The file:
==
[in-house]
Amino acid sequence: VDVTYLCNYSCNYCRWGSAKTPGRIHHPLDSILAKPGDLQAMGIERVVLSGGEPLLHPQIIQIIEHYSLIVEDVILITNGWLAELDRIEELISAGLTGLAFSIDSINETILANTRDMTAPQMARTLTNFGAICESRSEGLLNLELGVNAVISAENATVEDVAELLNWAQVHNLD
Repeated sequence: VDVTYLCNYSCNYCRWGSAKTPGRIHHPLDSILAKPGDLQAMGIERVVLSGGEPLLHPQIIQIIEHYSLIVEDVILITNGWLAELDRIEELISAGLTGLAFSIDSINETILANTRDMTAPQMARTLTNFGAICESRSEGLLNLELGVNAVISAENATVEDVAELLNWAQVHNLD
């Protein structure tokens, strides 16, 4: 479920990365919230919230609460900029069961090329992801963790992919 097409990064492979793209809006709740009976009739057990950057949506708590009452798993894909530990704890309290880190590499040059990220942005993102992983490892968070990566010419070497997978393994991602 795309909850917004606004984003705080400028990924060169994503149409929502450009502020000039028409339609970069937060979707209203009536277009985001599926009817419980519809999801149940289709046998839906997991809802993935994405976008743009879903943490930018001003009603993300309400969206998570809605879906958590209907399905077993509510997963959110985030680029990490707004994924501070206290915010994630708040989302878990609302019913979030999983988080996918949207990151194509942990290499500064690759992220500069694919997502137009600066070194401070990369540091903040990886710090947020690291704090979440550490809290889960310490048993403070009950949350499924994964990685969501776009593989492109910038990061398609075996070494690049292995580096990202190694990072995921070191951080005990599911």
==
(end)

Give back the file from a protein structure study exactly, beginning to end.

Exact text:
[in-house]
Amino acid sequence: VDVTYLCNYSCNYCRWGSAKTPGRIHHPLDSILAKPGDLQAMGIERVVLSGGEPLLHPQIIQIIEHYSLIVEDVILITNGWLAELDRIEELISAGLTGLAFSIDSINETILANTRDMTAPQMARTLTNFGAICESRSEGLLNLELGVNAVISAENATVEDVAELLNWAQVHNLD
Repeated sequence: VDVTYLCNYSCNYCRWGSAKTPGRIHHPLDSILAKPGDLQAMGIERVVLSGGEPLLHPQIIQIIEHYSLIVEDVILITNGWLAELDRIEELISAGLTGLAFSIDSINETILANTRDMTAPQMARTLTNFGAICESRSEGLLNLELGVNAVISAENATVEDVAELLNWAQVHNLD
């Protein structure tokens, strides 16, 4: 479920990365919230919230609460900029069961090329992801963790992919 097409990064492979793209809006709740009976009739057990950057949506708590009452798993894909530990704890309290880190590499040059990220942005993102992983490892968070990566010419070497997978393994991602 795309909850917004606004984003705080400028990924060169994503149409929502450009502020000039028409339609970069937060979707209203009536277009985001599926009817419980519809999801149940289709046998839906997991809802993935994405976008743009879903943490930018001003009603993300309400969206998570809605879906958590209907399905077993509510997963959110985030680029990490707004994924501070206290915010994630708040989302878990609302019913979030999983988080996918949207990151194509942990290499500064690759992220500069694919997502137009600066070194401070990369540091903040990886710090947020690291704090979440550490809290889960310490048993403070009950949350499924994964990685969501776009593989492109910038990061398609075996070494690049292995580096990202190694990072995921070191951080005990599911």